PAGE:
London council on brink of bankruptcy to dim streetlighting and cancel Christmas decorations

A London council on the brink of bankruptcy will dim its streetlights, review bin collections and stop funding Christmas decorations in a desperate bid to save cash.

Havering town hall is proposing the raft of cost cutting measures alongside a 5% council tax rise later this week.

Residents in the borough already face some of the highest council tax bills in the capital, with the average household paying £2,088 a year.

But the independent-run local authority argues it is facing a £32.5million budget gap this year, which rises to £81.9million over the next four years.

Councillors have warned that unless the Government approves a £54million loan the borough will have to declare bankruptcy within weeks.

In a cost-cutting budget the town hall agreed to dim street lighting on main roads, explore alternative bin collections and review children’s centres and libraries.

The council also said work is “taking place to see if Christmas lights and trees can be funded by traders or other groups so that they still go up during the festive season”.

However, it has reversed plans to double parking charges.

Local authority plans to slash electricity costs by around £50,000 a year by turning down street lights have been criticised by women’s safety charities.

Leader Ray Morgon said the borough has been placed under unprecedented financial pressure because of its ageing population and rising homelessness.

“This is undoubtedly the toughest budget we have ever faced,” he said.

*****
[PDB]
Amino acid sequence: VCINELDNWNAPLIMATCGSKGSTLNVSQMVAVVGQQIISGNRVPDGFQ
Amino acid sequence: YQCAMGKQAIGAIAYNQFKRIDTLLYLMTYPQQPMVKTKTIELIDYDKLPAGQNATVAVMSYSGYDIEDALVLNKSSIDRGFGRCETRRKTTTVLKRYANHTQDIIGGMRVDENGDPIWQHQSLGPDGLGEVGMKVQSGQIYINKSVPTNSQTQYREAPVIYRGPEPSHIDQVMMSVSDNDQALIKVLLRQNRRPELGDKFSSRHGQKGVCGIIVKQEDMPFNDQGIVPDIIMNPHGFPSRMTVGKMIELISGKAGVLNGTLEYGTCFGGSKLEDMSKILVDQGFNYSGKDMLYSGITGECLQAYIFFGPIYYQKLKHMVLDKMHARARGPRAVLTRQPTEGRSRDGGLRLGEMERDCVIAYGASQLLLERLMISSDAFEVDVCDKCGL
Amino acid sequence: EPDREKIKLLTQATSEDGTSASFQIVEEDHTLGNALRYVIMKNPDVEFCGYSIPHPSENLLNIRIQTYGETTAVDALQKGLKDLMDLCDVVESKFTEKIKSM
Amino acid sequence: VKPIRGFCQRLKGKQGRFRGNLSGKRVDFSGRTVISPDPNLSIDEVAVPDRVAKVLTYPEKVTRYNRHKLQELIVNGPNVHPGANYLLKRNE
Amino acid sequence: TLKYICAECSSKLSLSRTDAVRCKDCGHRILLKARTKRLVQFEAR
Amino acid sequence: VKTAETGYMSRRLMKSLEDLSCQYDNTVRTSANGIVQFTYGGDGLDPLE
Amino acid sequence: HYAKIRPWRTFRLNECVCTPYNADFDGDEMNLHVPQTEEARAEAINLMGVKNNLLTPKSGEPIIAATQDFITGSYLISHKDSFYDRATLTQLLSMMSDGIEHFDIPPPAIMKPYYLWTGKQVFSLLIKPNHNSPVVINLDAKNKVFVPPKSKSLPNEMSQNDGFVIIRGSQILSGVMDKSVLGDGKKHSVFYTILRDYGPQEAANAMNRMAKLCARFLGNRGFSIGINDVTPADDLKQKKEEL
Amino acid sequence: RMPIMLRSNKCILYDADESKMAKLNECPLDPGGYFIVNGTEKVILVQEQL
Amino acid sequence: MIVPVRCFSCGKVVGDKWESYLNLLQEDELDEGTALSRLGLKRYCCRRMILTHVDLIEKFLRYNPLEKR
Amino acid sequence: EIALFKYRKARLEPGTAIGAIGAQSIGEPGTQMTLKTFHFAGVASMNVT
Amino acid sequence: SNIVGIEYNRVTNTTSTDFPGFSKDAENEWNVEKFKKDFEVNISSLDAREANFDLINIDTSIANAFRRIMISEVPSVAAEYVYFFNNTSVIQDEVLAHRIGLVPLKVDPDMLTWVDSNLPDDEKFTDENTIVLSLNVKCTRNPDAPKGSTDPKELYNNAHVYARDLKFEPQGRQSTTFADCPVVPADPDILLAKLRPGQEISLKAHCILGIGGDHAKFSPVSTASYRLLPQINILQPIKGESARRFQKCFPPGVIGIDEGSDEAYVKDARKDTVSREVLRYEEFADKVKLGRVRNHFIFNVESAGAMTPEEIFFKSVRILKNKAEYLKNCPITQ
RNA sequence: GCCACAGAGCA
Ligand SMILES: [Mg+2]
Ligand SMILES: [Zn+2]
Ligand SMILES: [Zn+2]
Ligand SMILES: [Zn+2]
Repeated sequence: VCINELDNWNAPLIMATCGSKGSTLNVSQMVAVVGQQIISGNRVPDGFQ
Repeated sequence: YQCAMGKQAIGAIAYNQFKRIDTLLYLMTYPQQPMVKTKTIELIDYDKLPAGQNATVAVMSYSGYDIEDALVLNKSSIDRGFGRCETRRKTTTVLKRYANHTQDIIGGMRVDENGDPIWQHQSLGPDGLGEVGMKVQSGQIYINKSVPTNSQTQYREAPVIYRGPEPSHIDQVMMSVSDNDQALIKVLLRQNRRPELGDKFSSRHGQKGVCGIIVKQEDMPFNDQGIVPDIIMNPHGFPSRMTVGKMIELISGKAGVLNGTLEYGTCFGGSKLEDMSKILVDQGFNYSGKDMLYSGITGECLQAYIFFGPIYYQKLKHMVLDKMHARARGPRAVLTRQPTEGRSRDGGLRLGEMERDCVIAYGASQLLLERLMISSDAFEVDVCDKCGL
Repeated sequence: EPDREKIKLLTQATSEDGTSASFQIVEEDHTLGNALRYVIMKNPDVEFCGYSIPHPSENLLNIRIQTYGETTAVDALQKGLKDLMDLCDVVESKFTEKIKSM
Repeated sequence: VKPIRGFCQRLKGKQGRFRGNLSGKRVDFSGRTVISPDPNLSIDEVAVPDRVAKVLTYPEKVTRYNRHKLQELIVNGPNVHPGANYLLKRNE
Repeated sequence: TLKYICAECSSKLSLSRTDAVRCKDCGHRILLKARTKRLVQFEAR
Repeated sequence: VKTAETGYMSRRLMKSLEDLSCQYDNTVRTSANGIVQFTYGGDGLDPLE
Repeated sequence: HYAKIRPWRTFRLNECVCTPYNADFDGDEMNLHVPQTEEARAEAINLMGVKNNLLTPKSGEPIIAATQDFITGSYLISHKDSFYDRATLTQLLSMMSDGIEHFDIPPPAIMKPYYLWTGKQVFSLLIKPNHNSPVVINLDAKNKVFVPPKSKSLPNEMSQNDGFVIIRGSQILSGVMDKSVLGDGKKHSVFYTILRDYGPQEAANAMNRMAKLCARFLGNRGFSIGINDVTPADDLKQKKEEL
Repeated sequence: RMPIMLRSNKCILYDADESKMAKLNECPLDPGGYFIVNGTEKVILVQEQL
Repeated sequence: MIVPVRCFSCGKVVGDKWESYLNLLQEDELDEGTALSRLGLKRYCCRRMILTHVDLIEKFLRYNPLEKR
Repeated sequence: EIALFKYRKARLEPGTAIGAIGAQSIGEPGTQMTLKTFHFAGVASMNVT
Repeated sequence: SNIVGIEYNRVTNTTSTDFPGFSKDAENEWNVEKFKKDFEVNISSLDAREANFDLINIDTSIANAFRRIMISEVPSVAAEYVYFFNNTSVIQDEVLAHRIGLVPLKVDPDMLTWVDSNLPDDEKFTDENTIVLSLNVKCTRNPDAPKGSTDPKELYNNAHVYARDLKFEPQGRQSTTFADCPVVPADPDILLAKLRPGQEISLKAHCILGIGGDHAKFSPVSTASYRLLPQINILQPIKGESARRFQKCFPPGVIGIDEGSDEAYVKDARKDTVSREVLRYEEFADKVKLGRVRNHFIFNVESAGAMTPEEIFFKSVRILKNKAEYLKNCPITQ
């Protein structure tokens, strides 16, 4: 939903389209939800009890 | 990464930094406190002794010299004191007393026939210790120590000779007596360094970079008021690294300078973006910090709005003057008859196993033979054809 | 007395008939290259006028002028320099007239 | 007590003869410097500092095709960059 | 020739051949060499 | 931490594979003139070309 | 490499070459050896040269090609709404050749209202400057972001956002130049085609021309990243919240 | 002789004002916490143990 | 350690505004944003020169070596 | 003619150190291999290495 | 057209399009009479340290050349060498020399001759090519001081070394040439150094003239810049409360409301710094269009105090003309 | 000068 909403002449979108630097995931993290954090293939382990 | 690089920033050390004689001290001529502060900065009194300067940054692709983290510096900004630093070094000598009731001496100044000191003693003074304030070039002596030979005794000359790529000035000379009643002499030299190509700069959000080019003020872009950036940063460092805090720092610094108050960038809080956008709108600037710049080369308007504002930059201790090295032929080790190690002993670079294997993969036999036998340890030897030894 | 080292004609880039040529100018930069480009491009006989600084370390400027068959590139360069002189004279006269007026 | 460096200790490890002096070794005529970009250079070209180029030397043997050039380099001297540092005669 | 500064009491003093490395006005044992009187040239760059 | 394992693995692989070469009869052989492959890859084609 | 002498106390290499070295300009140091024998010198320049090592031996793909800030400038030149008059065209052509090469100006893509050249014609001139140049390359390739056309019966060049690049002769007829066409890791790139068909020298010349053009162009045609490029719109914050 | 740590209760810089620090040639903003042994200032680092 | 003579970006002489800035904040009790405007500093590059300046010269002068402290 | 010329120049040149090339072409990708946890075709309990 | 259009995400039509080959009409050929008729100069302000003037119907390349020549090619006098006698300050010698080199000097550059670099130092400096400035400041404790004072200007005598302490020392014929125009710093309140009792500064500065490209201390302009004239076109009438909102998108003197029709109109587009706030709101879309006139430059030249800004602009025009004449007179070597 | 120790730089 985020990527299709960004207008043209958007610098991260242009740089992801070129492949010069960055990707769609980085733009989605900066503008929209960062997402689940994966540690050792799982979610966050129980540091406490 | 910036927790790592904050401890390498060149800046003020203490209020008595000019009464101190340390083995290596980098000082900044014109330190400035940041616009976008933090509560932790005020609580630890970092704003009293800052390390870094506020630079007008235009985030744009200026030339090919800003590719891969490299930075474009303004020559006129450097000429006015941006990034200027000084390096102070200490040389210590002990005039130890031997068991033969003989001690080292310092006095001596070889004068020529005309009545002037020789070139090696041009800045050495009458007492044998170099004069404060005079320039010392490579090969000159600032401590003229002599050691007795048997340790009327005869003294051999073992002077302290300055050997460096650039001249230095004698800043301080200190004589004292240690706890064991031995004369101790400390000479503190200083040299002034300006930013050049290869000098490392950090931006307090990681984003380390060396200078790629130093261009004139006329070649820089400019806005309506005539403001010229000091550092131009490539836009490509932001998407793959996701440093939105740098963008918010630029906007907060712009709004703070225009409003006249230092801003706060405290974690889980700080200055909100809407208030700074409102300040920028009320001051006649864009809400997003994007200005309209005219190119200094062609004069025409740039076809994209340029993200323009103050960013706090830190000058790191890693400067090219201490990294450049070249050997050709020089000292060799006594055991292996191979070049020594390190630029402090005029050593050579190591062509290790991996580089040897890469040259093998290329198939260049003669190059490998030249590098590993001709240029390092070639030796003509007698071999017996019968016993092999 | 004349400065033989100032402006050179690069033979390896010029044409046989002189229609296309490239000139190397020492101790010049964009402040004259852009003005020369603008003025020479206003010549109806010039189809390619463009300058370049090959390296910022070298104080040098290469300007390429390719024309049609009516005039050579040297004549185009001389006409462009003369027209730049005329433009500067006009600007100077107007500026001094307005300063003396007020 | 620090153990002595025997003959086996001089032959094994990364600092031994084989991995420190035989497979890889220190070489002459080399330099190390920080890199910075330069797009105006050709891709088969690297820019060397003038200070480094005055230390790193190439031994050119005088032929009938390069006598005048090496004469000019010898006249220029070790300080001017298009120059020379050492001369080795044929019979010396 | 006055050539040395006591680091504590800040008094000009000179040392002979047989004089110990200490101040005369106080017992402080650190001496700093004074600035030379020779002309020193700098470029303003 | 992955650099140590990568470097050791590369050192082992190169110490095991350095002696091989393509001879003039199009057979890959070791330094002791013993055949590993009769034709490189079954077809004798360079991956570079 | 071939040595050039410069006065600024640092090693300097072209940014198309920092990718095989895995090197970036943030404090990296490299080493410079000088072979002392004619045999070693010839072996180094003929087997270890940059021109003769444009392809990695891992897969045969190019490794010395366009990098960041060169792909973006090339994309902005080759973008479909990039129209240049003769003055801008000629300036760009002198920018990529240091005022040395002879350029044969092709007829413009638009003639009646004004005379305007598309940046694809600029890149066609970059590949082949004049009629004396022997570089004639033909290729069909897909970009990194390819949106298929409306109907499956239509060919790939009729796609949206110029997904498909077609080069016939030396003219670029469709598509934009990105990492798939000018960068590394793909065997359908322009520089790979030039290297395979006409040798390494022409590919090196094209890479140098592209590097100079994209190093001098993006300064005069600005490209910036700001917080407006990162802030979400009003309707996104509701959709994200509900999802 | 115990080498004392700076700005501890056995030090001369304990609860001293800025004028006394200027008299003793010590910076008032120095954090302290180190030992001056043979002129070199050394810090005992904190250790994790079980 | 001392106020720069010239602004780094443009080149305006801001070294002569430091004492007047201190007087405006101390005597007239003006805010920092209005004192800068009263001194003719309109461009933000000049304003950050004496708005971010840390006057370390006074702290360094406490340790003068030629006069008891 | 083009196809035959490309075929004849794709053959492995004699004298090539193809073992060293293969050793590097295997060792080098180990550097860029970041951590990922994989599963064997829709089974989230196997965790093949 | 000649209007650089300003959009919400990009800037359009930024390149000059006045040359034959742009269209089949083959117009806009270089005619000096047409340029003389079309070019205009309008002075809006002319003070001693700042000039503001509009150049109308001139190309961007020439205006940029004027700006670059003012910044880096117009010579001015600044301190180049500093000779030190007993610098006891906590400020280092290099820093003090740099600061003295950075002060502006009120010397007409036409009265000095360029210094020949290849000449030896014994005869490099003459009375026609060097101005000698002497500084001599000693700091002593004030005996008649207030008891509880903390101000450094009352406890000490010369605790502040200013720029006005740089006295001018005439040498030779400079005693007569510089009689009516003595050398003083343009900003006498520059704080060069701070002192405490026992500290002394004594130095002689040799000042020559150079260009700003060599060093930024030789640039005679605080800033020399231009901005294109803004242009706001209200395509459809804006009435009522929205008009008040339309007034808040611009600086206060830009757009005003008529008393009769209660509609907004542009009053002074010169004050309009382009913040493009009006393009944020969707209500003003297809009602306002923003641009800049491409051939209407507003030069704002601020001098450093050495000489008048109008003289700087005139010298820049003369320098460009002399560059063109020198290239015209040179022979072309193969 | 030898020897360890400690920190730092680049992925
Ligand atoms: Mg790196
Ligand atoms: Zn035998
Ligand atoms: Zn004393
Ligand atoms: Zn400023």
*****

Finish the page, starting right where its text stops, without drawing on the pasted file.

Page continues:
“Due to lack of Government funding, inflation and reduced income, we do not have enough money to cover the rapidly rising costs and demand for social care and housing those who are homeless.

“Sadly, there is a limited number of changes that we can make due to our financial position and we have to propose a 5% council tax increase.

“We will still deliver our statutory services plus many others that are most important to residents but we will seek to carry them out in an even more cost-effective and efficient way.

"Independent analysis has shown Havering to already be a low-cost Council and one of the most productive in the Country.

"We will never rest on our laurels and will continue to ensure that we use our resources in the most efficient way.

“None of this though is enough and we have asked the Government for a capitalisation directive, which is a loan to bridge the gap between the monies that we have and what we need to spend in both this financial year and next.

“As part of this, we’ve had good meetings with the Government who understand our unique situation and we are hoping to obtain a better outcome around the repayment of this loan. We also discussed other solutions and work will continue on this.

“If the Government do not provide the loan, we will not be able to set a legally balanced budget and our finance director will have to issue a section 114 notice which says that we no longer have the resources to cover our costs.

"In layperson’s terms, we are effectively bankrupt.”

He added that the council has already sold £160million worth of assets to raise cash and plan to dispose of a further £10million worth year on year.

Havering Council plans to officially pass its budget on February 28.

Housing Secretary Michael Gove last month announced upper tier councils will be handed an additional £500 million for children’s and adult social care in 2024/25 following recent warnings of further bankruptcies.

Local authorities across the country have said they are facing severe financial pressures due to rising social care costs and spiralling homelessness.

Boroughs in the capital are at the forefront of the crisis.

One in 50 Londoners is classed as homeless, according to umbrella group London Councils, and this has caused council temporary housing costs to soar.